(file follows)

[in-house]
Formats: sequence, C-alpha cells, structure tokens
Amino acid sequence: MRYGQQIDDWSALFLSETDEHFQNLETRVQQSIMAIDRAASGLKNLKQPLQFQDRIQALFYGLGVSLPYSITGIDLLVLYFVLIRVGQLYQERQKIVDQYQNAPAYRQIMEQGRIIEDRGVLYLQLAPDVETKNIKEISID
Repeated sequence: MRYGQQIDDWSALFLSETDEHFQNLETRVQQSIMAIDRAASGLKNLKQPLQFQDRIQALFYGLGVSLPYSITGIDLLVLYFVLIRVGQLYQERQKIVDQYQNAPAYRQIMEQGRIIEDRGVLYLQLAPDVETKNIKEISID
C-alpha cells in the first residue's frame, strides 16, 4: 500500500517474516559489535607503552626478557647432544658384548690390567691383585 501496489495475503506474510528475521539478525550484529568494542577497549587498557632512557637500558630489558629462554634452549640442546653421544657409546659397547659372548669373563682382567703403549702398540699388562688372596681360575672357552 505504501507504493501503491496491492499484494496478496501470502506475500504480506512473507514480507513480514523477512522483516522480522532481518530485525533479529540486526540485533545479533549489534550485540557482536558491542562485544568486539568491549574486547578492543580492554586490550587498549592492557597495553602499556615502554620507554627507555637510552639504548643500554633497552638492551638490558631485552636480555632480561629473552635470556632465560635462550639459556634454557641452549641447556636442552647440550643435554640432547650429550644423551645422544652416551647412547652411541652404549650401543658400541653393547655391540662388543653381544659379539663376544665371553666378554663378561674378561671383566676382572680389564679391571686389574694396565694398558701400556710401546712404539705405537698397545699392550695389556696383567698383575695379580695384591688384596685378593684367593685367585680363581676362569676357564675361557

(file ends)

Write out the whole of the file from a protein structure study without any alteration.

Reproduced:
[in-house]
Formats: sequence, C-alpha cells, structure tokens
Amino acid sequence: MRYGQQIDDWSALFLSETDEHFQNLETRVQQSIMAIDRAASGLKNLKQPLQFQDRIQALFYGLGVSLPYSITGIDLLVLYFVLIRVGQLYQERQKIVDQYQNAPAYRQIMEQGRIIEDRGVLYLQLAPDVETKNIKEISID
Repeated sequence: MRYGQQIDDWSALFLSETDEHFQNLETRVQQSIMAIDRAASGLKNLKQPLQFQDRIQALFYGLGVSLPYSITGIDLLVLYFVLIRVGQLYQERQKIVDQYQNAPAYRQIMEQGRIIEDRGVLYLQLAPDVETKNIKEISID
C-alpha cells in the first residue's frame, strides 16, 4: 500500500517474516559489535607503552626478557647432544658384548690390567691383585 501496489495475503506474510528475521539478525550484529568494542577497549587498557632512557637500558630489558629462554634452549640442546653421544657409546659397547659372548669373563682382567703403549702398540699388562688372596681360575672357552 505504501507504493501503491496491492499484494496478496501470502506475500504480506512473507514480507513480514523477512522483516522480522532481518530485525533479529540486526540485533545479533549489534550485540557482536558491542562485544568486539568491549574486547578492543580492554586490550587498549592492557597495553602499556615502554620507554627507555637510552639504548643500554633497552638492551638490558631485552636480555632480561629473552635470556632465560635462550639459556634454557641452549641447556636442552647440550643435554640432547650429550644423551645422544652416551647412547652411541652404549650401543658400541653393547655391540662388543653381544659379539663376544665371553666378554663378561674378561671383566676382572680389564679391571686389574694396565694398558701400556710401546712404539705405537698397545699392550695389556696383567698383575695379580695384591688384596685378593684367593685367585680363581676362569676357564675361557